Seize the moment to give families a universal ESA in 2022


Greg Forster, Ph.D. | September 29, 2021

Seize the moment to give families a universal ESA in 2022

Greg Forster, Ph.D.

The excuse that we can’t do the right thing because it’s too politically difficult, while never especially savory, has now become positively untenable.

There has never been a better time for Oklahoma leaders to give every family in the state control over their children’s education. The time is always right to do what is right, but momentum for school choice has also never been stronger. Since 2021 was “the year of school choice,” the political landscape is primed for Oklahoma to enact a universal Education Savings Account (ESA) in 2022.

This spring, Michael McShane and Jason Bedrick of EdChoice predicted that 2021 would be “the year of school choice.” They saw that the stars were aligning for massive progress in education policy. And the results of the legislative season for states—which takes place in the first half of the year—proved them resoundingly right.

The pandemic is one reason so many new and expanded school choice programs were enacted in 2021. Starting when the pandemic hit in early 2020, the government school monopoly consistently ignored the wishes of parents and the best interests of children in order to do whatever served the whims of the system’s various political constituencies. The bottomless selfishness of the educational special interests, like teacher and staff unions, competed for public opprobrium with the spineless impotence and disarray of the school boards and other governing authorities whose job it was to rein the special interests in.

A sharp increase in polarization over the teaching of history and civics in 2020 also set the stage for school choice to begin triumphing in 2021. Large numbers of parents lost confidence that the government school monopoly could be trusted to teach the classic liberal principles that undergird our social order committed to universal human rights and constitutional democracy under the rule of law. Contributing factors included a sudden new prominence of extreme illiberal ideologies, and the willingness of mainstream institutions to airbrush away, or even to justify openly, violent lawlessness. (When you do it, it’s a “riot” or an “insurrection,” but when I do it, it’s a “fiery but mostly peaceful protest” or an “autonomous zone.”)

As the nation was debating COVID masks, for millions of Americans it was a different kind of mask that came off the government school monopoly. Parents were not exactly naïve about the government school monopoly going in; Americans had fewer illusions about the system at the start of 2020 than in 1980 or even in 2000. But from the sudden and sharp turn in public opinion during the year, it seems they hadn’t yet realized how bad things were.

And so McShane and Bedrick were resoundingly vindicated. In the first half of 2021, seven states—including Oklahoma neighbors Arkansas and Missouri—enacted new school-choice programs. Five of these were ESAs, which give parents an account they can use to pay for educational expenses like private-school tuition or tutoring services. The other two were tax-credit scholarships, which give donors a tax credit for contributing to scholarship funds that help students attend private schools.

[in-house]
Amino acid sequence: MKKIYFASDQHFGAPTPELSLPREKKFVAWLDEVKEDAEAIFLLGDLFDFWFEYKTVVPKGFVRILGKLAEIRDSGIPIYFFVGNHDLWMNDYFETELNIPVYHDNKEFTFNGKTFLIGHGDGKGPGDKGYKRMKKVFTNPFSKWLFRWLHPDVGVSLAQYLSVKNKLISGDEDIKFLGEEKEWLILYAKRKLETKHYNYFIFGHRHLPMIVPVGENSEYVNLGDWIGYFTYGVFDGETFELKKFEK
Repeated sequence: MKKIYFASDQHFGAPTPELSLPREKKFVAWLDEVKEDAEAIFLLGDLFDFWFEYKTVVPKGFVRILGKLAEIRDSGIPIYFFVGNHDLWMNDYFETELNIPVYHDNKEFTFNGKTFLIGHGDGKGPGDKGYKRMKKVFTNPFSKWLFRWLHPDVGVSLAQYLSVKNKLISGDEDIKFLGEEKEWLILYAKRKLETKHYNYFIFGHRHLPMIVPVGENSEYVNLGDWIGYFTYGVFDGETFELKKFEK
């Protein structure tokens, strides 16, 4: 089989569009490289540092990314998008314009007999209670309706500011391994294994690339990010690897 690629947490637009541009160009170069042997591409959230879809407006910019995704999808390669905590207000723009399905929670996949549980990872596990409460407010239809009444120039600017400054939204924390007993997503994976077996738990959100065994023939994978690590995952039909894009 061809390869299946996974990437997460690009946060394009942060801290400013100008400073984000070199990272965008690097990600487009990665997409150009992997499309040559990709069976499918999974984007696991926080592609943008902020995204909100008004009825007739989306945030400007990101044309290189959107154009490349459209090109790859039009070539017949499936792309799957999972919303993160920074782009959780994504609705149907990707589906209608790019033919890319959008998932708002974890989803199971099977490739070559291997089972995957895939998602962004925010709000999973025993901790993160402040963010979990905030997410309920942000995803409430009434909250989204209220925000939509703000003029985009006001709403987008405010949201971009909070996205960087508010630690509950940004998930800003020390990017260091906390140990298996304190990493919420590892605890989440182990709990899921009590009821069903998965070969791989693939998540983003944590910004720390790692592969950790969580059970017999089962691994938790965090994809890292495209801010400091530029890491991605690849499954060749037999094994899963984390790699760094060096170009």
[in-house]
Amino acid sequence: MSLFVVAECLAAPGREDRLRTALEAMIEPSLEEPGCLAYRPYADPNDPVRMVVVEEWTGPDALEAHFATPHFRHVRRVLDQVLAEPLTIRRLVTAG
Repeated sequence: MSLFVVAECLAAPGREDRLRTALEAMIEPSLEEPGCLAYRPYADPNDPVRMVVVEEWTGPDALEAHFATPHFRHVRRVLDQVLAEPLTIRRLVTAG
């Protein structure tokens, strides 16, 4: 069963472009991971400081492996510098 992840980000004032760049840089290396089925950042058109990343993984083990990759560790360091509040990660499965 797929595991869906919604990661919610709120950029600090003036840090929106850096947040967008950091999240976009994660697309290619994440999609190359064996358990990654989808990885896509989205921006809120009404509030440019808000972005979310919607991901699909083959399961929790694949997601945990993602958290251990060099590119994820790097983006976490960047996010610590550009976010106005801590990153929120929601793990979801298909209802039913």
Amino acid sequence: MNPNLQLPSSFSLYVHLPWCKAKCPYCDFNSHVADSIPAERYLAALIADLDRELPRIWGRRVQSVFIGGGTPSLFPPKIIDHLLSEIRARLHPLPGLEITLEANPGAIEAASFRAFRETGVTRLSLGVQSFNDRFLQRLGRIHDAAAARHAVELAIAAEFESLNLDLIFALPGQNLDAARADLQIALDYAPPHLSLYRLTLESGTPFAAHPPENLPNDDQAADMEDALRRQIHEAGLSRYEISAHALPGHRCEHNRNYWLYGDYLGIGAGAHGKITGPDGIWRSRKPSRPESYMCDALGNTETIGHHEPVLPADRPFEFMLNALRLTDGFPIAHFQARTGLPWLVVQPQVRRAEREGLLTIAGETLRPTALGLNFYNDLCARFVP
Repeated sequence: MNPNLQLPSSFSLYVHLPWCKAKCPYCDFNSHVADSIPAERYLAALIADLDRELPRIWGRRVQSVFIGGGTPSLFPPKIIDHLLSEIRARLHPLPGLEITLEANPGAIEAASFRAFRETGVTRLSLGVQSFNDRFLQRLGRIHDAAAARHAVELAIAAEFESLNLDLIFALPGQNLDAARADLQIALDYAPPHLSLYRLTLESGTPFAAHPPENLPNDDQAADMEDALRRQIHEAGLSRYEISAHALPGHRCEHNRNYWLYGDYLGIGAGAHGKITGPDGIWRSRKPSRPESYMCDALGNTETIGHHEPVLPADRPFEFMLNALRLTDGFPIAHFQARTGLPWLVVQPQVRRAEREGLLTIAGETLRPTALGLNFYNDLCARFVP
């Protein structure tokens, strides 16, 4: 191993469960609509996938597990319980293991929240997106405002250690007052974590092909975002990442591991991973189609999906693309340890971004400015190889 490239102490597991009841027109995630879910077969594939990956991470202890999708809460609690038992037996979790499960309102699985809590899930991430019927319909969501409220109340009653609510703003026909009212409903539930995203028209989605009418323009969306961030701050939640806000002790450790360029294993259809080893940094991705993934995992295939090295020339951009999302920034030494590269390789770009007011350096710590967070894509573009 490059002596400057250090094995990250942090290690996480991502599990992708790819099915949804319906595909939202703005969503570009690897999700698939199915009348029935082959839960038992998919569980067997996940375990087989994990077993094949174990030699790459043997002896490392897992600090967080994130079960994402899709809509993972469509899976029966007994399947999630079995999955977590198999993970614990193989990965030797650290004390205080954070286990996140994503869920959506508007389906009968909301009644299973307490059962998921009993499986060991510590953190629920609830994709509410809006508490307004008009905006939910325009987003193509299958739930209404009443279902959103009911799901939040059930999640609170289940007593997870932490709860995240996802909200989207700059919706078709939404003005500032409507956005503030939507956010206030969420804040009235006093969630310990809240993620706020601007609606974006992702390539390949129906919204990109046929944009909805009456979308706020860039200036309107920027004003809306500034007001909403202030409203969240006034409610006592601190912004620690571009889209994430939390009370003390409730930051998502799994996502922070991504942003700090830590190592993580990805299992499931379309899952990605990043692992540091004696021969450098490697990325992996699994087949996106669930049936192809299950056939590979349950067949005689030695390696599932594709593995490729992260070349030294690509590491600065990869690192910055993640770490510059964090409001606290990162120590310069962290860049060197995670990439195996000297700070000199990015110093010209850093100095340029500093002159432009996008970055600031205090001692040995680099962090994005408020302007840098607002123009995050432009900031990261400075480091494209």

That’s far from all. Fourteen states expanded 21 existing school choice programs in the first half of 2021. Oklahoma was one of these states, expanding the cap on its tax-credit scholarship program from $3.5 million to $25 million. Neighboring Arkansas and Kansas expanded student eligibility in their school-choice programs, allowing more students to access choice.

In all, 18 states enacted or expanded 30 school-choice programs. There are now 76 total school-choice programs—and counting!—in 32 states plus D.C. and Puerto Rico. These programs serve over 600,000 students

Giving parents control over their children’s education is the right thing to do. It’s the education policy that aligns both with human nature—we are made to be raised and educated in families, by parents, so schools should function as extensions of the family and not of government—as well as the historic self-understanding of the American people in their dream that diverse people can live together, free and equal. And there is no wrong time to do the right thing.

But 2022 is also shaping up to provide unique opportunities to those who waited long for justice. Parents and voters are making their support clear. The excuse that we can’t do the right thing because it’s too politically difficult, while never especially savory, has now become positively untenable. If not now, when?

Greg Forster, Ph.D.


Greg Forster (Ph.D., Yale University) is a Friedman Fellow with EdChoice. He has conducted numerous empirical studies on education issues, including school choice, accountability testing, graduation rates, student demographics, and special education. The author of nine books and the co-editor of six books, Dr. Forster has also written numerous articles in peer-reviewed academic journals, as well as in popular publications such as The Washington Post, The Wall Street Journal, and the Chronicle of Higher Education.

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